Thompson, D.L. 1995. Plant species richness and cover at edges and interiors of midsuccessional forests in central New York. M.S. Thesis, 82 p.
Cameron, D.S. 1994. Effect of landscape position on diversity, richness and contribution of non-native species on electric transmission rights-of-way. M.S. Thesis, 77 p. (co-major professor with D.J. Raynal).
Leimanis, A.A. 1994. Habitat characteristics of Trollius laxus ssp. laxus (spreading globeflower) in a minerotrophic forested peatland in central New York. M.S. Thesis, 91 p.
St. Hilaire, L.R. 1994. Conifer seedling distribution in relation to microsite and bryophyte cover in a central New York forested minerotrophic peatland. M.S. Thesis, 82 p.
Mackun, I.R. 1993. Wetland vegetation responses to liming an Adirondack watershed. Ph.D. Dissertation, 153 p. (co-major prof. with D.J. Raynal).
McGee, G.G. 1993. Some effects of frequency and intensity of springtime prescribed fire on two New York oak-northern hardwood forest understories. M.S. Thesis, 133 p.
Smallidge, P.J. 1993. Effects of watershed liming on upland plant communities in a western Adirondack forest. Ph.D. Dissertation, 143 p.
Bonanno, S.E. 1992. Vegetation of a Lake Ontario dune barrier, Oswego and Jefferson Counties, New York, under high and low recreation pressure. M.S. Thesis, 80 p.
Johnson, A.M. 1992. Vascular plant species richness across a minerotrophic gradient in St. Lawrence County, New York wetlands. M.S. Thesis, 72 p.
Falb, D. 1991. Demography and microsite characteristics of Cypripedium candidum in a rich fen in western New York. M.S. Thesis, 56 p.
Knutson, M.G. 1991. Evaluation of small islands and shoals for conservation based on biological and aesthetic criteria. M.S. Thesis, 69 p.
Han, Y. 1990. Investigation of the relationships among ash yellows, radial growth decline, and drought. M.S. Thesis, 85 p. (co-major prof. w/J.D. Castello).
Kuehn, D.M. 1989. Demographic and habitat studies of Phyllitis scolopendrium var. americana in central New York State. M.S. Thesis, 83 p.
Smallidge, P.J. 1989. Characteristics of northeastern forest stands affected by ash yellows. M.S. Thesis, 57 p.
DeScisciolo, B. 1988. The seasonal patterns of juglone in soil beneath Juglans nigra (black walnut) and the influence of J. nigra on understory vegetation. M.S. Thesis, 93 p. (co-major prof. w/D.C. Walton).
LeBlanc, C. 1988. Vegetation dynamics in a central New York shrub-carr 94 years after fire. M.S. Thesis, 93 p.
|Teaching Experience||Offer courses at SUNY-ESF each year in Dendrology (3 different courses), and Freshwater Wetland Ecosystems; also classes in Forest Communities of the Adirondacks, and Functional Diversity of the Adirondacks; and, seminars on Restoration Ecology, Wetland Ecology, and Community Organization.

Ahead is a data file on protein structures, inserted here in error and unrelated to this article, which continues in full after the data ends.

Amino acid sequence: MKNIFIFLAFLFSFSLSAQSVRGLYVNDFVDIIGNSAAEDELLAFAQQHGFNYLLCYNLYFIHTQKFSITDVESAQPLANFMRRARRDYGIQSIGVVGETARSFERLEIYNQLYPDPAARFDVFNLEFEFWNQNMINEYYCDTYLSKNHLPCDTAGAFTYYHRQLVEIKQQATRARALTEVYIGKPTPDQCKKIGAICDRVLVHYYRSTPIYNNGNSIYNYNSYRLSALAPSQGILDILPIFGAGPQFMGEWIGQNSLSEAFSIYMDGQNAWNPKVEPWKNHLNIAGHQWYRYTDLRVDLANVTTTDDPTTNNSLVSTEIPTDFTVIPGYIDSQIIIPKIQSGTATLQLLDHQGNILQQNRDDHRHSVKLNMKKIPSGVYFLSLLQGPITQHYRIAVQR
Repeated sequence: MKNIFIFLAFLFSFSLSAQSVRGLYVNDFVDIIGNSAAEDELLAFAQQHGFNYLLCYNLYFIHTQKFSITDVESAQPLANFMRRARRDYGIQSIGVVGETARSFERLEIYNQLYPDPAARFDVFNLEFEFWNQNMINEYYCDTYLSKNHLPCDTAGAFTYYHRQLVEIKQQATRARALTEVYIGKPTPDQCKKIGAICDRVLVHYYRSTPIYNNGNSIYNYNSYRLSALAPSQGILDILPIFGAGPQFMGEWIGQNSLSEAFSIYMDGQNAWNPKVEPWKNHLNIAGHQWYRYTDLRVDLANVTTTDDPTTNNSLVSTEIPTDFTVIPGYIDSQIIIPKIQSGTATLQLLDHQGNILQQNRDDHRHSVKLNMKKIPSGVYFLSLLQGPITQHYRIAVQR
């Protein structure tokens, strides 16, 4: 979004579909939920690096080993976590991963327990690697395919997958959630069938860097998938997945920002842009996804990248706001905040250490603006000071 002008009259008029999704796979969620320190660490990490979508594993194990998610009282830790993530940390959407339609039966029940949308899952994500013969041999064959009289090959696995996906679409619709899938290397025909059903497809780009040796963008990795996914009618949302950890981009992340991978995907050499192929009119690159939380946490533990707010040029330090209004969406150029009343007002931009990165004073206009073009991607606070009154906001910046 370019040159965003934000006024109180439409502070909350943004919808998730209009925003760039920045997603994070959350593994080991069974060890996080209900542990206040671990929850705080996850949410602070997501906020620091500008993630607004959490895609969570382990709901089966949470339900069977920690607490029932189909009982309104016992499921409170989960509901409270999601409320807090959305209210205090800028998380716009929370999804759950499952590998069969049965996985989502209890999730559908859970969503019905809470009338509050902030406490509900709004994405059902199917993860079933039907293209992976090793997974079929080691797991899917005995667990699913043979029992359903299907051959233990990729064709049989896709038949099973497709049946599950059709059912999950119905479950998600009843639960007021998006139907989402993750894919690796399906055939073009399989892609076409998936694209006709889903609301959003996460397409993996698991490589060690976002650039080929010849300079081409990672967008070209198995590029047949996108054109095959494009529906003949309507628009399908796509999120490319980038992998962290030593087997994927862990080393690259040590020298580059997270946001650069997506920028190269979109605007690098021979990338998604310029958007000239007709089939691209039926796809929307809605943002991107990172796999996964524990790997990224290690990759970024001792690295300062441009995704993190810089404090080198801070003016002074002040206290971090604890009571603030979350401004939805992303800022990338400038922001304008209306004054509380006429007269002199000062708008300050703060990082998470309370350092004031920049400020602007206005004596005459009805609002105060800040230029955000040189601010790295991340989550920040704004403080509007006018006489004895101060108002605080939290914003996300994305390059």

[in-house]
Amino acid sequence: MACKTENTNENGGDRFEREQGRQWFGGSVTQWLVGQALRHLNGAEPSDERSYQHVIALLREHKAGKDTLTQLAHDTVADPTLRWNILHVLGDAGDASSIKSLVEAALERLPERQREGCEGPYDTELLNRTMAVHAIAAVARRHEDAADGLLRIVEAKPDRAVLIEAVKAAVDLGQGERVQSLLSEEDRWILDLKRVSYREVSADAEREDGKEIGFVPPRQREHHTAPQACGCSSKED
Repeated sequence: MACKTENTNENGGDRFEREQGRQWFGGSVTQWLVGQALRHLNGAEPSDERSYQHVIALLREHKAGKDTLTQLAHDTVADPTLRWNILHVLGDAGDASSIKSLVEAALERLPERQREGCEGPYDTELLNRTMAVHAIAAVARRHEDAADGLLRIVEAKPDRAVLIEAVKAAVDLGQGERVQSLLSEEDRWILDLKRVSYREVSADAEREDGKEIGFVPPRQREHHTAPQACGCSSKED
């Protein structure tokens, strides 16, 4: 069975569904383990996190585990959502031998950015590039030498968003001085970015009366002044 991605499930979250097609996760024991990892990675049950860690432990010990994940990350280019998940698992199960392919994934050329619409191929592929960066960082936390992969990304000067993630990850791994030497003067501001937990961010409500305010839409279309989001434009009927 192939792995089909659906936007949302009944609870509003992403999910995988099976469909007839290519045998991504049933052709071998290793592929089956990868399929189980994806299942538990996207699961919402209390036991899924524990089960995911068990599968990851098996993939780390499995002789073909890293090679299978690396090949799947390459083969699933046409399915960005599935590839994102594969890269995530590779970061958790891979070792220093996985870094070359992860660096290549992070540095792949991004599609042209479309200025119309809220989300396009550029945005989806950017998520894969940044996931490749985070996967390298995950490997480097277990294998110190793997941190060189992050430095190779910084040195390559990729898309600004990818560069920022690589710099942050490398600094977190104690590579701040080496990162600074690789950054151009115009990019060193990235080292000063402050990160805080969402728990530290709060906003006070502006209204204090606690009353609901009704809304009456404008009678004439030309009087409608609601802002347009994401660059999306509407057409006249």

Instructor (w/ J. Farrell, ESF; R. Johnson, Cornell) in all day Aquatic Macrophyte Identification and Ecology Workshop, hosted by the NY Chapter of the American Fisheries Society, Tunison Lab of Aquatic Sciences, Cortland, September 1999; repeated August 2000 at Cornell Biological Field Station, Shackelton Point, NY.
Taught Wetland Plant Identification short course (with D.J. Raynal) through SUNY-ESF Continuing Education Office: June 1991, June 1992, June 1993, June 1995.
Taught Wetland Plant Identification short course to 60 NYS-DEC staff members (with D.J. Raynal) through SUNY-ESF Continuing Education Office, June 1993.
Gave six hours of lecture on biodiversity, conservation biology and landscape ecology in U.S. Forest Service Advance Studies in Silviculture short-course held at SUNY-ESF, Fall 1991.
Taught Systematic Botany (senior-graduate level course) at SUNY-ESF, Fall 1989.
Instructor for field program in forestry, Purdue University, mid-May to mid-June 1981 (in southern Indiana), and 1982 and 1983 (in northern Wisconsin).
Instructor for dendrology (laboratories and lectures), Purdue University, August 1980 to December 1983 (fall semesters).
Developed and taught course in winter botany, University of Kentucky, January to May 1979.
Instructor for laboratory in dendrology, University of Kentucky, August to December 1978.
Instructor for laboratory in ornamental horticulture, University of Kentucky, August 1977 to May 1978.
|Invited Participation Related to Improving Instruction (all presentations at ESF/SU)||Presenter, SUNY-ESF Graduate Teaching Assistant Colloquium, August 1995, 1996, 1997, 1998, 1999, 2000, 2001, 2002, 2003, 2004, 2005, 2006, 2007,2008.
Presenter, Using Undergraduate TA's at ESF, Brown Bag Lunch, October 1995.
Presenter, Energizing students through problem-based learning and Socratic dialogue, Focus on Teaching Luncheon Series, Office of Undergraduate Studies and Center for Instructional Development, Syracuse University, November 1997.
Co-Facilitator for discussion of Integrating Research, Teaching and Learning at ESF; Session at Integrating Scholarship at a College with a Specialized Mission, February 1997.
|Instructional Software Developed||Leopold, D.J. and N. Gaus. 1996. Dendro-on-Disk (college dendrology course made available on CD-ROM), SUNY-ESF, Syracuse.|